TGR: You've said many times that anyone who gets into precious metals needs to know why. You've suggested it's either exposure to the silver and gold prices—in which case people can opt for instruments such as exchange-traded funds—or elimination of counterparty risk, which means they need tangible assets. Most of the rationale for people getting into precious metals these days is the insurance factor. Does protection against currency devaluation fall into either of those two categories?
JT: It falls into the tangible asset category. If you're holding gold or silver for insurance, you're holding bedrock assets with thousands of years of history. Come what may, they're going to have value in the future.
TGR: The typical advice for people holding gold as insurance is to have 10% of your assets in gold. Maybe now that things are so volatile, 20% would be a better idea. But you're even more aggressive on that.
JT: I am, but everybody has unique circumstances, so it's hard to make sweeping generalizations. My basic view, though, is the older you are the more conservative you should be and, therefore, the more gold you should own. As a rule of thumb, use your age as a guide. If you're 20, you may want 20% of your portfolio in gold and the rest in higher risk assets because you still have time to generate wealth as you get older. But once you're older, you want to be conservative, and the way to be conservative in this environment is to own physical bullion. If you're 60, you should have 60% of your portfolio in gold.
TGR: People look at gold now and see the wonderful returns—17% annually on average, in the U.S. alone. What about an investor who says, "Hey, I'm just going to invest in gold because it will give me a better return than equities"? Is that a bad way to look at it?
JT: No, but understand that gold doesn't create wealth. It doesn't have cash flow, it doesn't have a management team and it doesn't have a price/earnings ratio. It's just a sterile, tangible asset. Gold doesn't even really generate a return. When you talk about returns in gold, you're actually talking about the lost purchasing power of the dollar. An ounce of gold today buys the same amount of crude oil it did 60 years ago. It didn't increase your wealth. It basically just preserved your purchasing power over that period of time.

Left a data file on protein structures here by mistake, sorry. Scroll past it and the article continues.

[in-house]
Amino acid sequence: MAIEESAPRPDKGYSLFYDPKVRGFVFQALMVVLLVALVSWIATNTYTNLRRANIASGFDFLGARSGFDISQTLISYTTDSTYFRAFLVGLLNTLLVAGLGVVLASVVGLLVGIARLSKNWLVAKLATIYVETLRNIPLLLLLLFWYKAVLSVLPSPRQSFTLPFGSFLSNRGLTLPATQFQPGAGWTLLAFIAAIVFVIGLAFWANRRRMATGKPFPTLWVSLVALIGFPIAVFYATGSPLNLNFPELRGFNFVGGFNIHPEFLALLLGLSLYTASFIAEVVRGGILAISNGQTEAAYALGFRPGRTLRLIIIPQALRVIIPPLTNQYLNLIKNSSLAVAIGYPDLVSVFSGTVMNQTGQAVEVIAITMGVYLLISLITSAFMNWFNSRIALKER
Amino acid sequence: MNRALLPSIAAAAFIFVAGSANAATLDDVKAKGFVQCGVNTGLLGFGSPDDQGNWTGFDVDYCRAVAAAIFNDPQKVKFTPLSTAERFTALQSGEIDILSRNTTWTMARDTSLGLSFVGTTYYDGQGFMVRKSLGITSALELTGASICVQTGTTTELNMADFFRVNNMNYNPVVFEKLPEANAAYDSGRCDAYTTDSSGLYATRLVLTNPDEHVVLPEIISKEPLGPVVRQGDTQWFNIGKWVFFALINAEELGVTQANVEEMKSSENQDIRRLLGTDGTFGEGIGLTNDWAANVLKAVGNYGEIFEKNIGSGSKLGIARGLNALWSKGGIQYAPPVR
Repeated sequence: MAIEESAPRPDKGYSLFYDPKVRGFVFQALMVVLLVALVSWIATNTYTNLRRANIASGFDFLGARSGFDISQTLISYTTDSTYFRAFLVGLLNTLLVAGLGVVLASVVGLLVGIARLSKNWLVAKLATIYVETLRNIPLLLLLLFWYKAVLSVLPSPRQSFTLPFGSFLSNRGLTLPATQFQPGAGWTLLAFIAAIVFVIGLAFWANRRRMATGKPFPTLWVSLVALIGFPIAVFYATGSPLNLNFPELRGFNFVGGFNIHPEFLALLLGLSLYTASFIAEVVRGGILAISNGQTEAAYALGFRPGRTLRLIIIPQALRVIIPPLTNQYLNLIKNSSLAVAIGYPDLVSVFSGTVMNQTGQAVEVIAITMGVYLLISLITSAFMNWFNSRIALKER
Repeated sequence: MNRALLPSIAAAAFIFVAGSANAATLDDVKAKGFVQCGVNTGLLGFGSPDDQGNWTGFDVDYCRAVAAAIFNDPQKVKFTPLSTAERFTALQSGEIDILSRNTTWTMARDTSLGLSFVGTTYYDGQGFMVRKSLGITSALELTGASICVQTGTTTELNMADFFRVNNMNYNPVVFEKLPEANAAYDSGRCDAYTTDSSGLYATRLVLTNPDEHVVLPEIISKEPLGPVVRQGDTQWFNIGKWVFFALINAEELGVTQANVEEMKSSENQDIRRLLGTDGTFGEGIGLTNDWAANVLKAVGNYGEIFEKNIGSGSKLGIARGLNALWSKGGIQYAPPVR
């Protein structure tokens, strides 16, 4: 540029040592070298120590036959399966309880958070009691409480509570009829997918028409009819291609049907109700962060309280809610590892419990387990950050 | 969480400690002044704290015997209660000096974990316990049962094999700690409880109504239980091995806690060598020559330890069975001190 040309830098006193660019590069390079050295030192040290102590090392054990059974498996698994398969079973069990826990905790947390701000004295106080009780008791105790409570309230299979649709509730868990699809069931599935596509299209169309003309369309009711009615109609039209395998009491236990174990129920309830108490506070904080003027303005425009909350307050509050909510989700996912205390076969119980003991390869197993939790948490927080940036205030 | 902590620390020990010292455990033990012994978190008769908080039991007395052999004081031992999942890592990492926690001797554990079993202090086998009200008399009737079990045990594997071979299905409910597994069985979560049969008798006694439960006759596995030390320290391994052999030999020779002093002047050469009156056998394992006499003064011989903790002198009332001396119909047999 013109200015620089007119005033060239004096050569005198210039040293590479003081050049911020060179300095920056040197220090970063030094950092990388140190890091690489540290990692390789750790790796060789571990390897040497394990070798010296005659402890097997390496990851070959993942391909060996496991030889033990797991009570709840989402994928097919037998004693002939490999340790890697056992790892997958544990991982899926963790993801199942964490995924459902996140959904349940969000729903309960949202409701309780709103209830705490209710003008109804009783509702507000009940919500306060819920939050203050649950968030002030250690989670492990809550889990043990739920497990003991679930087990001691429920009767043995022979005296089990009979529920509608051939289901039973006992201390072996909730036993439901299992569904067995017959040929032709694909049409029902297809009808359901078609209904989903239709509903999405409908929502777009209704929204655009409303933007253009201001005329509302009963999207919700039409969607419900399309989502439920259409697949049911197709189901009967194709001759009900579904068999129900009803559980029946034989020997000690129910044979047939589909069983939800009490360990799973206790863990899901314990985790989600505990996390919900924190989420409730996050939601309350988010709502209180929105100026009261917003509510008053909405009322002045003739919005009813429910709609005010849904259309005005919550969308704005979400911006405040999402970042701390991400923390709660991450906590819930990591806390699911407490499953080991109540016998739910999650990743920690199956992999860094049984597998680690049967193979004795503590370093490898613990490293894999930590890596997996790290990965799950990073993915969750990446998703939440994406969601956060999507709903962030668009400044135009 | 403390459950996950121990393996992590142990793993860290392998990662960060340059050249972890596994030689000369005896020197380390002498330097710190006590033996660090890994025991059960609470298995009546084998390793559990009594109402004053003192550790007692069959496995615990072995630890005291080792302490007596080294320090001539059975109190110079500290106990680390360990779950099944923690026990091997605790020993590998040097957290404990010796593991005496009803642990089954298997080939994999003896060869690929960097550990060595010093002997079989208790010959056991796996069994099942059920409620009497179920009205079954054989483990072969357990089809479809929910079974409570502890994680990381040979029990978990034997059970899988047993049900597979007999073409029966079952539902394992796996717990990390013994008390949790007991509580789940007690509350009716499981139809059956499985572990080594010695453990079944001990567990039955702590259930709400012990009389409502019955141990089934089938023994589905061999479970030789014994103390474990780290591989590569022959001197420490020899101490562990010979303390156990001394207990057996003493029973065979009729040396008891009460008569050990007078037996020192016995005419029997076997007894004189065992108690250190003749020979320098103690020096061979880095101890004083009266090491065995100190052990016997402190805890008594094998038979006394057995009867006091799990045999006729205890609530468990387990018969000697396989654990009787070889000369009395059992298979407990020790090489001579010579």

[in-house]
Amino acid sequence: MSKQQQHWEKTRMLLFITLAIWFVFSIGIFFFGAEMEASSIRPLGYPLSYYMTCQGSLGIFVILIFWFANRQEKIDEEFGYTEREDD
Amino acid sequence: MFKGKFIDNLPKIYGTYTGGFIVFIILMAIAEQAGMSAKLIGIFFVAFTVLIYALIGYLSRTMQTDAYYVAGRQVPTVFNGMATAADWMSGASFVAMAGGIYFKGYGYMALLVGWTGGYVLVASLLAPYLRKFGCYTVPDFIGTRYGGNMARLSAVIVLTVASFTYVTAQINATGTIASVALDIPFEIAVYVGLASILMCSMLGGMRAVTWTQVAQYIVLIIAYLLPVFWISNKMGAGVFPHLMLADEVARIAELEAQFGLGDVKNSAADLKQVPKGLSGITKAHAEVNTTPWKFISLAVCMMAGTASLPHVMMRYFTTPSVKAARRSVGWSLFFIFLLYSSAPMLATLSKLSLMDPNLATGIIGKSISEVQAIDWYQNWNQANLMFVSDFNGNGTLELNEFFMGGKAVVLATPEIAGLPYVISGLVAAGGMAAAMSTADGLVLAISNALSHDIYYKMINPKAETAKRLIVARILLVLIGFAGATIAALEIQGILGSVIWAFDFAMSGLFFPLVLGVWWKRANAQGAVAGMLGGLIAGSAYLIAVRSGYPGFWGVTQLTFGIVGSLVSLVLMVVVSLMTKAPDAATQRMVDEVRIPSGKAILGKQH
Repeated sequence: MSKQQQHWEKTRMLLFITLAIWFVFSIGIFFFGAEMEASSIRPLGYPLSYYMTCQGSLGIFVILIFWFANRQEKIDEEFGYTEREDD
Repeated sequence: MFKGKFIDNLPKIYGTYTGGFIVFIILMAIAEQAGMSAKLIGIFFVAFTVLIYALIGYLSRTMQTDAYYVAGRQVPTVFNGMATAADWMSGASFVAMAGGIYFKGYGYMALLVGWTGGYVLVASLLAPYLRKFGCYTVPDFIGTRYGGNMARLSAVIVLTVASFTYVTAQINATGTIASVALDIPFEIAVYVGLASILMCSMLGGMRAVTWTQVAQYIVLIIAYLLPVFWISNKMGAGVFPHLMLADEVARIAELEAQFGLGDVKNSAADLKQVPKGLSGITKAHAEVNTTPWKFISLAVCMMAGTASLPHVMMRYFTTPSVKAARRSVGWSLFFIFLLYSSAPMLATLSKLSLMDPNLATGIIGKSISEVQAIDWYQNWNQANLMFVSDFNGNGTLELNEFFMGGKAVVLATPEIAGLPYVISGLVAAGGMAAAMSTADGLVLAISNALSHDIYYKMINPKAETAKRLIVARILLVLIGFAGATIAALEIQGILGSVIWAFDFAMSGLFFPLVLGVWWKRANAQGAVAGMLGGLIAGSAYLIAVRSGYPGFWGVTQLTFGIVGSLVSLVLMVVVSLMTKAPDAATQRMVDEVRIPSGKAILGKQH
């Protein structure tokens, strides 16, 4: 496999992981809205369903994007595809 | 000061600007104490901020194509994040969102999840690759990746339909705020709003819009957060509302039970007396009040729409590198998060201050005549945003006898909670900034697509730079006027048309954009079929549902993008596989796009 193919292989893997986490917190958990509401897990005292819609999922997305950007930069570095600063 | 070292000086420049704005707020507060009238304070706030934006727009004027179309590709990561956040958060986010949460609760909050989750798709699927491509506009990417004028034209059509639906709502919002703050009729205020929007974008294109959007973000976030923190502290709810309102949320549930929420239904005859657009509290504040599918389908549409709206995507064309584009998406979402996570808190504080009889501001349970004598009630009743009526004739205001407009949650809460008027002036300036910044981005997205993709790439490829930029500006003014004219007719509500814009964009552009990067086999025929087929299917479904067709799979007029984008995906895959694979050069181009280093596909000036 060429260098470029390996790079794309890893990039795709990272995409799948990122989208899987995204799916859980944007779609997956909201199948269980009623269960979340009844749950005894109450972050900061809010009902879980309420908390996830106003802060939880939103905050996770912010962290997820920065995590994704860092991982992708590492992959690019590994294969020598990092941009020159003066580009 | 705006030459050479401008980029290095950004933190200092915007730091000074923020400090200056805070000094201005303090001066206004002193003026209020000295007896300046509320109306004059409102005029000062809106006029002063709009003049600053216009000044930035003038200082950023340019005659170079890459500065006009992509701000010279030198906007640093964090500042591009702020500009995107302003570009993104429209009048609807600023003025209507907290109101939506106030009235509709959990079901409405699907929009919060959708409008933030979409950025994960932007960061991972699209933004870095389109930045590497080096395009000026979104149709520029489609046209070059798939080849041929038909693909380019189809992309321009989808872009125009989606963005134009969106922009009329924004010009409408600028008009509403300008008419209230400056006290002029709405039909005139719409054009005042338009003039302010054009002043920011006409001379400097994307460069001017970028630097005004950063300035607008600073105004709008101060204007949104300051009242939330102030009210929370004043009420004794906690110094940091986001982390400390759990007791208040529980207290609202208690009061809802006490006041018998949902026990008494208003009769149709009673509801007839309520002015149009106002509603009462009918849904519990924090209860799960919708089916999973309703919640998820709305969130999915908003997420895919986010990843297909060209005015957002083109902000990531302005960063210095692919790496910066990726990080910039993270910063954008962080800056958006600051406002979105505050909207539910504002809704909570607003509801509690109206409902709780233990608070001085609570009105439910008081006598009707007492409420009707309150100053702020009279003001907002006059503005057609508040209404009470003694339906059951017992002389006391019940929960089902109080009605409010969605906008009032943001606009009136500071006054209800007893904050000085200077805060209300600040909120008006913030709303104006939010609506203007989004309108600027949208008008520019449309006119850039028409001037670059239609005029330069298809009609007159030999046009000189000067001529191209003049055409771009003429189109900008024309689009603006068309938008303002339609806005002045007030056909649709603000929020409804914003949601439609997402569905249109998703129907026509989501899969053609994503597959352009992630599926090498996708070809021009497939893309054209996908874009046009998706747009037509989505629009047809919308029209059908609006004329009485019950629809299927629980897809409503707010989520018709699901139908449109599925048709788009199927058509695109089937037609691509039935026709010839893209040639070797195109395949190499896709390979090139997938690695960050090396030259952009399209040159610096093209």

Even when the gold price rises, even at 17.7%/year on average over the last 11 years against the U.S. dollar, it's not creating wealth. It's taking wealth that already exists and is being held by people who own fiat currencies. That wealth is being moved from them to people who own gold. But gold is not a wealth-generating asset. It doesn't grow anything.
TGR: A lot of vehicles that people put in their portfolios mimic stock indices, which also don't create wealth, but they do create returns.
JT: If they mimic stock indices, they create wealth. Ultimately, if the shares themselves go up, what mimics those shares goes up. If the stock in these indices goes up, the wealth in the world expands because it generates cash flow. A company generates some goods or services that benefit people, and people are willing to use their hard-earned cash to buy those goods or services. Ultimately, the firm grows and, as a consequence, creates wealth.
TGR: Now that we're talking about stocks, what's the role of gold equities? You said that people should use their age when they think about what percentage of their portfolio should be in gold. Let's say someone is 50. Would that 50% be in physical gold, or could it also include gold equities?
JT: Gold equities are different than gold. Gold equities are investments. Gold bullion is money. A portfolio has two components. The investment component focuses on risk versus return. The monetary component provides liquidity. When you sell an investment, you have liquidity, whether gold, a national currency or some mix. You hold that liquidity until you're ready to use some of it to make your next investment or to buy goods or services.
But, mining stocks are fundamentally different than gold. A company you invest in has a balance sheet. It has a management team. Acts of God can destroy a mine. There are political risks and other considerations involved in owning mining stocks. Of course, that's also how you actually create wealth—if you choose the right stock, you get a return. It's also true that these stocks have exposure to the gold price in the sense that if the gold price goes up, the mining stocks probably will go up also. But even then, there's no guarantee that the mining stocks will go up.
And remember, gold mining stocks are investments. Gold is money. Do you want liquidity or do you want an investment?
TGR: For those who want an investment, how do you feel about the gold equities? They do carry the additional risks you outlined but not so much the counterparty risk.
JT: I happen to be bullish on mining stocks because I think their bear market ended a few years ago. We're just now retesting lows that had been made previously, and with the rise in gold and silver I expect this year, I think we'll see the mining stocks go up as well.
In fact, if you choose the right mining stock and the gold price increases, the mining stock should rise by a higher percentage than gold itself. This has to do with the fact that a rising gold price improves the bottom line, increases the profit margin and ultimately results in a higher price/earnings ratio because the market senses that this is a major bull market, and the earnings and cash flow generated will lead the company to possibly increase dividends or something like that down the road.